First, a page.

Transportation networks constitute a critical infrastructure enabling the transfers of passengers and goods, with a significant impact on the economy at different scales. Transportation modes, whether air, road, or rail, are intrinsically coupled through passenger transfers and are interdependent. The frequent occurrence of perturbations on one or several modes disrupts passengers' entire journeys, directly and through ripple effects. This paper provides a case report of the Asiana crash in San Francisco International Airport (SFO) on July 6, 2013, and its repercussions on the multimodal transportation network. It studies the resulting propagation of disturbances on the transportation infrastructure in the USA, particularly on the U.S. air transport network and the ground transportation in the Bay Area. The perturbation takes different forms and varies in scale and time frame: cancelations and delays snowball in the airspace, with up to 86% of cancelations in the U.S. due to the SFO crash; highway traffic near the airport is impacted by congestion in previously not congested locations, with low speed and high delays on US 101; and transit passenger demand exhibits unusual traffic peaks in between airports in the Bay Area, with up to 180 passengers more per hour between SFO and Oakland International Airport Bay Area Rapid Transit stations. This paper also investigated the effect of the crash on the social media Twitter. This paper, through a case study, aims at stressing the importance of further data-driven research on interdependent infrastructure networks. The end goal is to form the basis for optimization models behind providing more reliable passenger door-to-door journeys and improved transport network resilience.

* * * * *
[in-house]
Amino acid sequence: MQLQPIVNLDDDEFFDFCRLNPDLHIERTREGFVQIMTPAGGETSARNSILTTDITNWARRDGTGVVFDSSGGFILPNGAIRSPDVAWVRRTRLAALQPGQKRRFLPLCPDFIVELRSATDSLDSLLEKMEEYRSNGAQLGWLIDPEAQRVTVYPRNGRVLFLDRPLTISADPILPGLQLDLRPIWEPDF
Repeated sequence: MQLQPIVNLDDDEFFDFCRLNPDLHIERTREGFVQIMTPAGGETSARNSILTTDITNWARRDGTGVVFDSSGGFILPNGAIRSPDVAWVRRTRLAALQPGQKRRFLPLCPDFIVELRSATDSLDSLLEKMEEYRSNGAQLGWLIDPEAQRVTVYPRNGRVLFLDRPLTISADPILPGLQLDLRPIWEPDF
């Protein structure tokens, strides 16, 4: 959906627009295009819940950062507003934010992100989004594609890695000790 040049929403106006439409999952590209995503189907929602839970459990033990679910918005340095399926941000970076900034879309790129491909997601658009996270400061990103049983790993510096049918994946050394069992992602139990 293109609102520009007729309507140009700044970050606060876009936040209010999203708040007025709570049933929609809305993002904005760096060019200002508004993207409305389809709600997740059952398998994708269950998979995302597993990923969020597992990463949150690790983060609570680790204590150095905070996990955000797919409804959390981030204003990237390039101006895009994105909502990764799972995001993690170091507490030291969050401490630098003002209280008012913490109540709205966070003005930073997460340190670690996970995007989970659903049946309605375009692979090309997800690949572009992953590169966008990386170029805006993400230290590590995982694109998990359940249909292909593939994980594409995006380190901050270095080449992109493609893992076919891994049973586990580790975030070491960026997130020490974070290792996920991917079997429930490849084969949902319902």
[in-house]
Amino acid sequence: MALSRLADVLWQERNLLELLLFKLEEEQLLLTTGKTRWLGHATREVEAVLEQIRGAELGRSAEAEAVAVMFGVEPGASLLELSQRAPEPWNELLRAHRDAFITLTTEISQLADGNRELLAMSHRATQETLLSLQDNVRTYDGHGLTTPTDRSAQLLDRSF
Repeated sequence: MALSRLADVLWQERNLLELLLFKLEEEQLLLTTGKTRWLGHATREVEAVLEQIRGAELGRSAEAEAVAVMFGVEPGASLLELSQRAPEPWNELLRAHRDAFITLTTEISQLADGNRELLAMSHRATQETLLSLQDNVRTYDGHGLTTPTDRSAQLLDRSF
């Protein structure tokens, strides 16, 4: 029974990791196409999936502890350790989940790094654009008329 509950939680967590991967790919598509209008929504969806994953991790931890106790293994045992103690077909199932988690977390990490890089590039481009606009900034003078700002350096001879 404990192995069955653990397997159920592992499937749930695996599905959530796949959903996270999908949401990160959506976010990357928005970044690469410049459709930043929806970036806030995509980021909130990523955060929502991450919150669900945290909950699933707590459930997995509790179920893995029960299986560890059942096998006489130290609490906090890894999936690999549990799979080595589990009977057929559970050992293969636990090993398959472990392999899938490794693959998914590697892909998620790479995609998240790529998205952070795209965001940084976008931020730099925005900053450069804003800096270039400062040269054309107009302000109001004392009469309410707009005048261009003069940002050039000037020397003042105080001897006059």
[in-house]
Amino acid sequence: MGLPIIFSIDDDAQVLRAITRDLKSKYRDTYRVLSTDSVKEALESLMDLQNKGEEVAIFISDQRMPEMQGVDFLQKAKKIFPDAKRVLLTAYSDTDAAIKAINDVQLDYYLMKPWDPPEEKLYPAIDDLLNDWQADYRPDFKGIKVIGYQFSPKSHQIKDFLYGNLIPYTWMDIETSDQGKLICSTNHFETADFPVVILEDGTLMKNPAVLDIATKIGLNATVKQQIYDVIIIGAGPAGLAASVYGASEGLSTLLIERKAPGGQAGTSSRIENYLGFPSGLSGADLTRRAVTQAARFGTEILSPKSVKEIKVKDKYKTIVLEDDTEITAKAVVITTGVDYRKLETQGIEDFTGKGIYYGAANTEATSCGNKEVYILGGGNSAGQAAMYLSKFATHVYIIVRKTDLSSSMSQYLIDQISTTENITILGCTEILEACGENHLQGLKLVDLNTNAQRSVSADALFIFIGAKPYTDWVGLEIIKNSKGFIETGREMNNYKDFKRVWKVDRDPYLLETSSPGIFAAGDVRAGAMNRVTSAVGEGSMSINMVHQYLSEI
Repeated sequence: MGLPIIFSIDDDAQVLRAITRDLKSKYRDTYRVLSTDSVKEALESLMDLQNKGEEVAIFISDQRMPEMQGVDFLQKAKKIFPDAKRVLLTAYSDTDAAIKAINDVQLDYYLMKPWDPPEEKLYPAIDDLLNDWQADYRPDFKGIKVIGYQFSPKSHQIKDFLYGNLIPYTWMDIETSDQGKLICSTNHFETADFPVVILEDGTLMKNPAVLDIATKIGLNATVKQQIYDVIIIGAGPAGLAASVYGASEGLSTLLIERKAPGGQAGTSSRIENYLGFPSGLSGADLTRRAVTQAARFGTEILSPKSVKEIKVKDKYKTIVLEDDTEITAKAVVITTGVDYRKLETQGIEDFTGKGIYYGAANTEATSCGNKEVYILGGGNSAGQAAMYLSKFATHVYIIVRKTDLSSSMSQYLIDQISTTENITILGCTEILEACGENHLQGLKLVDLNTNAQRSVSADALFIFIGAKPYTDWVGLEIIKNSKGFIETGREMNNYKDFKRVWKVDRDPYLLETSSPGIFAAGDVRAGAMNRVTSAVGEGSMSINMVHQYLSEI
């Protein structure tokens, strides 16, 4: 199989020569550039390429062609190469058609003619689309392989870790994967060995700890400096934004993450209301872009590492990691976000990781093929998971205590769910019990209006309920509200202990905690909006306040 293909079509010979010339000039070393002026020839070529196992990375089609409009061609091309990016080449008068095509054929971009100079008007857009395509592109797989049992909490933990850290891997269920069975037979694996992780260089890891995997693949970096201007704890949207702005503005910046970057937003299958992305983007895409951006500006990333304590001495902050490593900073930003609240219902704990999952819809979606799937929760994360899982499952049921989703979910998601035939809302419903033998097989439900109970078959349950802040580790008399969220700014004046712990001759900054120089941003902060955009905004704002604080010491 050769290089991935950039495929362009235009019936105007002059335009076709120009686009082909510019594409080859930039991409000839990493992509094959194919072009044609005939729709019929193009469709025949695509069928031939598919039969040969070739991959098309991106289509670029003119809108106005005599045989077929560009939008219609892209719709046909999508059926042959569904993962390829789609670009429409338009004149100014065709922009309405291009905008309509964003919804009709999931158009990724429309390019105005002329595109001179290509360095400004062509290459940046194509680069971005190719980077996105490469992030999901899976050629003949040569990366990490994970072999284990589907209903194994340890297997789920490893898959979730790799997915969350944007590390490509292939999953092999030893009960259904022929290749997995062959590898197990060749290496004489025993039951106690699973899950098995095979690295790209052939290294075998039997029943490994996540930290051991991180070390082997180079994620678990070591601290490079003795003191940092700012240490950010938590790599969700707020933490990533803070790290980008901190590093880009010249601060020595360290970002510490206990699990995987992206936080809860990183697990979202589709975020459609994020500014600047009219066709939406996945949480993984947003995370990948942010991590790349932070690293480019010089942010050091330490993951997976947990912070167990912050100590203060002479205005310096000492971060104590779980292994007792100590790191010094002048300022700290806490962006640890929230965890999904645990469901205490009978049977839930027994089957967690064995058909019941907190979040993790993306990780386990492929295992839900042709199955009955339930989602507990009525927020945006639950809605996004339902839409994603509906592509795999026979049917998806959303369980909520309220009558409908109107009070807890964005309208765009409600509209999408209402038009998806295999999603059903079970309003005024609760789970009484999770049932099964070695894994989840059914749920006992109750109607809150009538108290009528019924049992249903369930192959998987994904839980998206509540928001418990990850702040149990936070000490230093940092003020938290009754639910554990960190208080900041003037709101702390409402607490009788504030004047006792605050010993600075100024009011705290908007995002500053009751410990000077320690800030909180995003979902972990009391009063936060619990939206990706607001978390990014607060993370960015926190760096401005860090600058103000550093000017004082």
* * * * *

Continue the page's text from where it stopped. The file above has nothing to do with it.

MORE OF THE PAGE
|Original language||English (US)|
|Number of pages||18|
|Journal||IEEE Transactions on Intelligent Transportation Systems|
|State||Published - Feb 1 2016|